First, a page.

Alt Attribute for Image Element

I have worked on eCommerce web/mobile application, where there are 100000+ items on the website.
Most of the items in the eCommerce site have images.

The Images gets updated/uploaded frequently. Either by Content Source Team or Via Third-Party Integration (It means, images changed on Third Party website automatically updates the eCommerce Item Images).
So, most of them happen randomly.

In this case, Images will not have alt attribute with text as it is very time-consuming for the content departments.

As per accessibility testing, can we just add alt=" " attribute for the image element?

Hello @srinivasskc!

I believe accessibility testing could identify the absence of an alt attribute and you might identify it as a defect. I don’t believe that means the content must be changed.

Testing, regardless of the type or technique, is an information journey. The result identifies opportunities for change or improvement. It is rarely the responsibility of a tester to decide which changes or improvements to make.

In my opinion, the answer to your question is no.



Leaving the alt attribute blank is essentially the same as not using one in the first place, and would raise accessibility issues like Joe mentioned.

If they are updated by the content source team, can they not put the alt attribute in at the same time as upload?

Likewise, if by a third party integration, can you use the alt attribute from their site when you pull through the images? Assuming they use them as well.

Third party don’t use alt attribute. And Content team has not uploaded anytime. So engineers use ‘No Image’ as alt text.

An images with alt="" is a defect as the information in alt text helps visually impaired users. If you have problems in persuading people to agree that this is a defect I would refer them to the wcag documentation such as:

While alt-text is very important it is permissible to have none in the right circumstances. When the image is purely decorative or has no important information. So as examples;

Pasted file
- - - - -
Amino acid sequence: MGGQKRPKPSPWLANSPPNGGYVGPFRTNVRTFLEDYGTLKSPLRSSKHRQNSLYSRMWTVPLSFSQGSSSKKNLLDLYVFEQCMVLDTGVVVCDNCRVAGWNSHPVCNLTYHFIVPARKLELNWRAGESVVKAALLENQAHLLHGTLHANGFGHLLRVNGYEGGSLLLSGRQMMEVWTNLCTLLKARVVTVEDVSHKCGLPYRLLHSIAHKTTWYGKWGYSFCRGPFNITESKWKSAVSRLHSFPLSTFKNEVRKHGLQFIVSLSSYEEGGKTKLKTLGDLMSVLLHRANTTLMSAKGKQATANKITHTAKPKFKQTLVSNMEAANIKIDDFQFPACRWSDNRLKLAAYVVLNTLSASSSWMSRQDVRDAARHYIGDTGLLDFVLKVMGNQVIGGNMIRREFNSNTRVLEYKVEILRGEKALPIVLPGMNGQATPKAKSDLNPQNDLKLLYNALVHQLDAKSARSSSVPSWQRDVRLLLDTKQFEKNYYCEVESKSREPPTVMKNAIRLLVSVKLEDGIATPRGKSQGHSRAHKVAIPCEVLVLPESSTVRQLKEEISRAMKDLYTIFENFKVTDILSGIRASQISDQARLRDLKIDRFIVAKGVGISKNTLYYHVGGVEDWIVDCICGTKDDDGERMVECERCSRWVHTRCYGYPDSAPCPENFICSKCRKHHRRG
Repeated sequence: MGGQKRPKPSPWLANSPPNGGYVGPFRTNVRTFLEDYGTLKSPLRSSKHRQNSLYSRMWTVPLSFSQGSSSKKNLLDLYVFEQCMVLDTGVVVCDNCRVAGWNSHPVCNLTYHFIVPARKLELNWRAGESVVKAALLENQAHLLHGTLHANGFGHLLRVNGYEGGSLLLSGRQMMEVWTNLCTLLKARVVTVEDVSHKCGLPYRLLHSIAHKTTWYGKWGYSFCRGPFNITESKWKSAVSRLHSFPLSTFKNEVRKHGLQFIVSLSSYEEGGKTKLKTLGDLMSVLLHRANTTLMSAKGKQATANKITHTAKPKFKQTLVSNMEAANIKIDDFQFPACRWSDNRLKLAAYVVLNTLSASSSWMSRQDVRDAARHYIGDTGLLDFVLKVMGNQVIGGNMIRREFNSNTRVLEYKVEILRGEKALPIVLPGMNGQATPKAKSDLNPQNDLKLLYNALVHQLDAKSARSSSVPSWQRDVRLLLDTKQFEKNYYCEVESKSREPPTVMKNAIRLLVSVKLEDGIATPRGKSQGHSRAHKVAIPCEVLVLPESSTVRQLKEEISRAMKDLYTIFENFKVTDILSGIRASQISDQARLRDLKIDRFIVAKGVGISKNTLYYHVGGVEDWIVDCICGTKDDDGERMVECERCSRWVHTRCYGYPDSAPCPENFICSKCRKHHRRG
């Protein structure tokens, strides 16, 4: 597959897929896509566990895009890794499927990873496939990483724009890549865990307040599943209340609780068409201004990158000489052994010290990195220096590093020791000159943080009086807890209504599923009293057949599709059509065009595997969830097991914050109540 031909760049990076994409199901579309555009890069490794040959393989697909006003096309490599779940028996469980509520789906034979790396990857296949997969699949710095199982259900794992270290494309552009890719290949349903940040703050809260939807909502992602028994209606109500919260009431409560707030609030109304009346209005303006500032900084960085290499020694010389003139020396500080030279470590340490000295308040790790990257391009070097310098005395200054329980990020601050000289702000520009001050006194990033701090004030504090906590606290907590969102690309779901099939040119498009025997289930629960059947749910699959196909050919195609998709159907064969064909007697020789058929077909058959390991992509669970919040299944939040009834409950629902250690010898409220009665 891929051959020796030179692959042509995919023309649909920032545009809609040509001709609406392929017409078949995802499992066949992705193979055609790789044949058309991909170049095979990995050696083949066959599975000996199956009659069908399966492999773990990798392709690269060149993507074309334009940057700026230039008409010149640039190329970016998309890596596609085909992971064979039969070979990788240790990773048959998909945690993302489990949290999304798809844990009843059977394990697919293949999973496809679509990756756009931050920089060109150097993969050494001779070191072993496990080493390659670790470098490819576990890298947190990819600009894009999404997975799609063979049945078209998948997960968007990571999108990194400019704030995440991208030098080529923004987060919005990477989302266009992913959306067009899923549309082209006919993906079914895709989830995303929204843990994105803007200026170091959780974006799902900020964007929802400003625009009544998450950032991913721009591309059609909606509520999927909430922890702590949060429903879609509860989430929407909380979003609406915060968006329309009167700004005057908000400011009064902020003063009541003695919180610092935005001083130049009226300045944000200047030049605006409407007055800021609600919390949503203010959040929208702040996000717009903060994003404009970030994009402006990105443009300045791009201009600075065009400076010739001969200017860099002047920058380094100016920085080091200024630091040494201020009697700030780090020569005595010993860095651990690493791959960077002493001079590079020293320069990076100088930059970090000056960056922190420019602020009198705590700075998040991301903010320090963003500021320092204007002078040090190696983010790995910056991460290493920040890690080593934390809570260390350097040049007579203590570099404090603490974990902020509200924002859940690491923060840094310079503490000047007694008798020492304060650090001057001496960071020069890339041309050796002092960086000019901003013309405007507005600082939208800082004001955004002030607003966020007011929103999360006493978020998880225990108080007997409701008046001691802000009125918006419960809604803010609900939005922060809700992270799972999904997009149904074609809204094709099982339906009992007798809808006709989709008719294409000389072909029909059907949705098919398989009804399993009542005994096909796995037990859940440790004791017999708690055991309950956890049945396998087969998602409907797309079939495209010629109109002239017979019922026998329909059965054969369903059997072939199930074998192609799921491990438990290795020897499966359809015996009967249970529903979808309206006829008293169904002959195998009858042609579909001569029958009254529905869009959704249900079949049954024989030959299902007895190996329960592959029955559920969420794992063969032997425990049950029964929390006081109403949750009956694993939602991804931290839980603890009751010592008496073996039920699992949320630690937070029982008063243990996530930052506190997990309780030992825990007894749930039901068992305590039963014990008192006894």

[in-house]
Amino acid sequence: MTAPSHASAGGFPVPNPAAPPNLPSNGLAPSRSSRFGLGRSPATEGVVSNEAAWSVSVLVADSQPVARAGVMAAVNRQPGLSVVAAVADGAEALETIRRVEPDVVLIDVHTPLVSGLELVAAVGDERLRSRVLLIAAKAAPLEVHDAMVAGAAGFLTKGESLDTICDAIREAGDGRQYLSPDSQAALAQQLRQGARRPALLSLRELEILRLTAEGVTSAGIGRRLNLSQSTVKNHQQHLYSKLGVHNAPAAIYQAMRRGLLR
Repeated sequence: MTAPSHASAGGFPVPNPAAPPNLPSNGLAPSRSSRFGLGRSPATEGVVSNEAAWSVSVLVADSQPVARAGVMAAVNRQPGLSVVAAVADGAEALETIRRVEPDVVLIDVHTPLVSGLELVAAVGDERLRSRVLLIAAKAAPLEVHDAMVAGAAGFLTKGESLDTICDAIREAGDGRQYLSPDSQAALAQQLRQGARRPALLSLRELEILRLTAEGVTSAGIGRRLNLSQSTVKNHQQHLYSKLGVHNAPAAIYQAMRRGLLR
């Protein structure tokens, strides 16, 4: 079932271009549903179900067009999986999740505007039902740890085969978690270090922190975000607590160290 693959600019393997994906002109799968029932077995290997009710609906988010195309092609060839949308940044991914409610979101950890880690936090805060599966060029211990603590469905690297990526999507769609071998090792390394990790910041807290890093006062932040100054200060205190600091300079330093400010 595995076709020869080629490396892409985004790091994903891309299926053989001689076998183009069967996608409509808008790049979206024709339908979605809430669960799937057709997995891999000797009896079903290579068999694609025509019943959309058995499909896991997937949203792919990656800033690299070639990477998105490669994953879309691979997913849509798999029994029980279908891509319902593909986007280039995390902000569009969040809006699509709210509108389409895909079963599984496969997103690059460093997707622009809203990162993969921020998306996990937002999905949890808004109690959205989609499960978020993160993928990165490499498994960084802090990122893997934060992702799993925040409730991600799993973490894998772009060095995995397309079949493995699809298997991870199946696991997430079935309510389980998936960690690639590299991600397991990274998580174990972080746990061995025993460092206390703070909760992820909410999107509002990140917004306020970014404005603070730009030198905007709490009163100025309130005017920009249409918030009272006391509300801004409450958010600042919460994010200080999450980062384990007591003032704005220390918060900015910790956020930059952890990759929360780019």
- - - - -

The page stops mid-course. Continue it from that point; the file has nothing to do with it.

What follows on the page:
An article on traffic flow has an image of a traffic jam. The image does not add anything unless its a specific example of something referred to in the article.
An image of the Twitter logo is shown next to the word Twitter, which is the link. If alt-text was added it would duplicate the information read out so is unnecessary.
The section on when not to use alt-text explains it well in this article, Axess Lab | Alt-texts: The Ultimate Guide

For @srinivasskc it will be important to understand if all these images are offering important information or all (or mostly) decorative. If that’s the case then it might be useful to focus on the important images and ensure they are described appropriately.


yes, true. But srinivas was talking about eCommerce Item Images so I am presuming that these are images that the user would benefit from having alt text

I am taking example of an ecommerce site, which i had looked upon…

It had Categories with Category Images but alt text = “No Image”

What is the role of the Category Images? What information are the images to convey?

Example - Batteries is a category and Battery image is displayed.

The important information here is the battery type and size etc. not what it looks like. As long as there is no additional information in the image and everything is described in the main text I think it would be ok to not have any alt-text for this example.